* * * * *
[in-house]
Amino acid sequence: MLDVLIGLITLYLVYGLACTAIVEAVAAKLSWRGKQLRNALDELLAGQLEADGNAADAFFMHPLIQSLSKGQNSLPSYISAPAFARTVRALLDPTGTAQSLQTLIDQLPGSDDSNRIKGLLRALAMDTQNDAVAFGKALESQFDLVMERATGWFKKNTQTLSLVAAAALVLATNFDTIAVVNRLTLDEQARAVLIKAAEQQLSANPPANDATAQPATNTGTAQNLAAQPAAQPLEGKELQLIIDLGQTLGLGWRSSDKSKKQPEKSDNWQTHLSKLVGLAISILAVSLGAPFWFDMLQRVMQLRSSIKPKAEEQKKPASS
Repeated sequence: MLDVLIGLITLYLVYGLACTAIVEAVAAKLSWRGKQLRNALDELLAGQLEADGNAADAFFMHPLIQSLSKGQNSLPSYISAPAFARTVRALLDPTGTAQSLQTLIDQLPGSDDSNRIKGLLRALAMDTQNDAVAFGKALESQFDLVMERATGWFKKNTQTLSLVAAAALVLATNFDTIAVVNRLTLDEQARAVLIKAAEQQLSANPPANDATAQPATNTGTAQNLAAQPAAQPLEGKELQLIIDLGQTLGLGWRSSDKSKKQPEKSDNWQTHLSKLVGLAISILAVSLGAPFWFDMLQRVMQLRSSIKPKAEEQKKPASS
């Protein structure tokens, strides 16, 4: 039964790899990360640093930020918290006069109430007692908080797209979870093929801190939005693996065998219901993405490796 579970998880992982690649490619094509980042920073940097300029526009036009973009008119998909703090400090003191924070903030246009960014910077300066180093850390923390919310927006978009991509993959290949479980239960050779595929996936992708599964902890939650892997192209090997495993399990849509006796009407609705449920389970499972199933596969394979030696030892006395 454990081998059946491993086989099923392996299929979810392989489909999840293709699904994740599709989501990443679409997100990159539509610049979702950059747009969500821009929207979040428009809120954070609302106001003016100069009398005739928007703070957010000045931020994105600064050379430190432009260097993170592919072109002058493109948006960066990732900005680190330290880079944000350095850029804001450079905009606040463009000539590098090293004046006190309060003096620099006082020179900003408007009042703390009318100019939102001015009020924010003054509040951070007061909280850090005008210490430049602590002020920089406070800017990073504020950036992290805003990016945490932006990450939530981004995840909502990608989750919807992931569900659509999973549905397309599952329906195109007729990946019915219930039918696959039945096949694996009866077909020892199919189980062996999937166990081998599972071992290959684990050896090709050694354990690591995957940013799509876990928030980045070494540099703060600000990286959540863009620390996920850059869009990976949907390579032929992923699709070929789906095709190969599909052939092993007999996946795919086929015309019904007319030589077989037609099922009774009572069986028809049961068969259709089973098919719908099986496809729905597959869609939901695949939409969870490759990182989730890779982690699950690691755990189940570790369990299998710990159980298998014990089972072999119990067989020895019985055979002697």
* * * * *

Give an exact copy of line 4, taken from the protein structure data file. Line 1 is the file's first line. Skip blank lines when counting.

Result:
């Protein structure tokens, strides 16, 4: 039964790899990360640093930020918290006069109430007692908080797209979870093929801190939005693996065998219901993405490796 579970998880992982690649490619094509980042920073940097300029526009036009973009008119998909703090400090003191924070903030246009960014910077300066180093850390923390919310927006978009991509993959290949479980239960050779595929996936992708599964902890939650892997192209090997495993399990849509006796009407609705449920389970499972199933596969394979030696030892006395 454990081998059946491993086989099923392996299929979810392989489909999840293709699904994740599709989501990443679409997100990159539509610049979702950059747009969500821009929207979040428009809120954070609302106001003016100069009398005739928007703070957010000045931020994105600064050379430190432009260097993170592919072109002058493109948006960066990732900005680190330290880079944000350095850029804001450079905009606040463009000539590098090293004046006190309060003096620099006082020179900003408007009042703390009318100019939102001015009020924010003054509040951070007061909280850090005008210490430049602590002020920089406070800017990073504020950036992290805003990016945490932006990450939530981004995840909502990608989750919807992931569900659509999973549905397309599952329906195109007729990946019915219930039918696959039945096949694996009866077909020892199919189980062996999937166990081998599972071992290959684990050896090709050694354990690591995957940013799509876990928030980045070494540099703060600000990286959540863009620390996920850059869009990976949907390579032929992923699709070929789906095709190969599909052939092993007999996946795919086929015309019904007319030589077989037609099922009774009572069986028809049961068969259709089973098919719908099986496809729905597959869609939901695949939409969870490759990182989730890779982690699950690691755990189940570790369990299998710990159980298998014990089972072999119990067989020895019985055979002697």